San Diego

Thousands Unite for 2017 Finish Chelsea's Run in San Diego

On Saturday, thousands of people united at Balboa Park to run in honor of slain Poway teen Chelsea King, who was kidnapped and killed seven years ago

As the sun peeked through the clouds Saturday in Balboa Park, thousands of went for a run, together, united in one effort: to remember a Poway teenager whose vibrant life was tragically cut short, and to spread love and light to the community.

At 7:30 a.m., thousands began running in the 7th annual Finish Chelsea’s Run, a community 5K walk/run in memory of Chelsea King, and the run she was never able to finish.

The event serves as a fundraiser for the Chelsea’s Light Foundation, a non-profit organization created by Chelsea's parents, Brent and Kelly King, in memory of their beloved daughter. The foundation aims to support youth and spread positive change in the community.

Saturday's 5K raised money for the organization’s Sunflower Scholarship Fund, which will help award 10 scholarships to college-bound teens who embody “service over self” traits. NBC 7 was the television media partner for the event; our NBC 7 team was there to support participants and Chelsea’s loved ones at the run.

In a high-profile case that sent shock waves through San Diego County, Chelsea, only 17, was kidnapped on Feb. 25, 2010, while out on a run at Rancho Bernardo Community Park, by sexual predator John Albert Gardner III.The Poway High School senior’s body was found five days later in the Lake Hodges area.

On May 15, 2010, Gardner was given a life sentence without the possibility of parole for the rape and murder of Chelsea, as well as that of Escondido teenager Amber Dubois, 14, who vanished in a similar, disturbing case in February 2009.

The following year, the King family worked to pass Chelsea’s Law in California, which enhances criminal sentences for violent sexual offenders who commit crimes against children.

Earlier this week, Brent and Kelly stopped by NBC 7 to talk about Chelsea's Law and what it has done, since its implementation, to improve safety for children.

It's been seven years since Poway teen Chelsea King was kidnapped and killed. Her parents, Brent and Kelly King, speak with NBC 7's Greg Bledsoe about the 7th Annual Finish Chelsea's Run, happening on March 4 in Balboa Park, in honor of their daughter.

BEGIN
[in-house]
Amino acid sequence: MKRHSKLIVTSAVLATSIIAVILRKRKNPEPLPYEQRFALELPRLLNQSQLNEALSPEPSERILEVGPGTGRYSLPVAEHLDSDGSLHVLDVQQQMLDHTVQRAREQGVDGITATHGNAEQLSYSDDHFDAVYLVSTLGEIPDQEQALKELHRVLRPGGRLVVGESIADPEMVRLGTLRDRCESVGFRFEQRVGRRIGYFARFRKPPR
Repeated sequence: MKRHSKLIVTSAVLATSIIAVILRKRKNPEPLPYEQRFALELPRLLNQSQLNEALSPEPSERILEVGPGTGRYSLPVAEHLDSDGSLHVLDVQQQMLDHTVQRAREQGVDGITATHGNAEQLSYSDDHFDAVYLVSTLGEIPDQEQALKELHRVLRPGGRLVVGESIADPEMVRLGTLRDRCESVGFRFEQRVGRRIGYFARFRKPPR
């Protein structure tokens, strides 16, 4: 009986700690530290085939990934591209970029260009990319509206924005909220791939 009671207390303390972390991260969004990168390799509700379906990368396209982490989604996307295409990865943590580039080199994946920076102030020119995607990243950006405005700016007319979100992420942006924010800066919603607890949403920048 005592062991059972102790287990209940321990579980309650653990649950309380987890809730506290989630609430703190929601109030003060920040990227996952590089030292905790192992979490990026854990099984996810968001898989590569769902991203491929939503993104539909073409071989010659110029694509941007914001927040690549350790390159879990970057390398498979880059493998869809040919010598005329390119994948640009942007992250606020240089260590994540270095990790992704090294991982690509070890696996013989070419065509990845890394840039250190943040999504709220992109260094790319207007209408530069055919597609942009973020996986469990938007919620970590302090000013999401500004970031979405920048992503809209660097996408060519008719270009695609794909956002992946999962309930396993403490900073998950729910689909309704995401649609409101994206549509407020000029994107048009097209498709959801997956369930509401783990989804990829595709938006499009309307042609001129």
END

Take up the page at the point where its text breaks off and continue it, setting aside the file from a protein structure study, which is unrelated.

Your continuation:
The Kings said they are proud of what the law has been able to achieve thus far, but said their work is far from done.

"What we’ve been able to accomplish here in California and in San Diego is what we want to accomplish across the country, so that is a never ending challenge," said Kelly. "We welcome it with open arms, but it’s a long hard road, but we’re not about to stop until we make sure the kids not just in California but across the country are as safe as the kids are here."

The couple are working on taking Chelsea's Law to other states and encouraging lawmakers to adopt all or part of it. They are also working with the state of California to ensure the law stays strong. 

"It's working exceptionally well," Brent said. 

But, Brent said, there are still flaws in the way in which sex offenders are categorized.

"We still categorize every sex offender the same," Brent said. "We don’t separate them out, and there’s real value separating them out because the ones that are extremely violent – we need to make sure we manage them in that form that best protects us. We can’t just group them all together."

NBC 7 San Diego
Chelsea's parents, Brent and Kelly King, at the 7th annual Finish Chelsea's Run in San Diego on March 4, 2017.

Last Saturday, the Kings reflected on the 7th anniversary of their daughter's killing by posting a heartfelt message to the Chelsea’s Light Foundation Facebook page

The message read, in part:

“Unspeakable sadness. Immeasurable love,” the message began. “These are some of the emotions that coarse through our hearts today. It’s been 7 years since we last saw our little girl. Chelsea radiated joy, and believed in the good in all people. We have learned that no amount of evil can diminish the compassion, conviction and beauty we witness daily. Nothing can separate us from Chelsea. You taught us that. We will never forget the gift you have given us.”

The post included a touching tribute video with snippets of home videos of Chelsea as a toddler, child and teen – and her loved ones talking about what made her so special.

“Everything about her – was light. She was one of those girls that would just light up a room,” Chelsea’s brother, Tyler King, said in the video tribute.

On Feb. 25, those with the Chelsea's Light Foundation spread the light by putting sunflowers -- Chelsea's favorite flower -- on the windshields of cars parked at a shopping center in Rancho Bernardo. Each flower had a short, positive message tied to its stem.

Saturday's race was also filled with sunflowers, a little reminder of Chelsea's presence.

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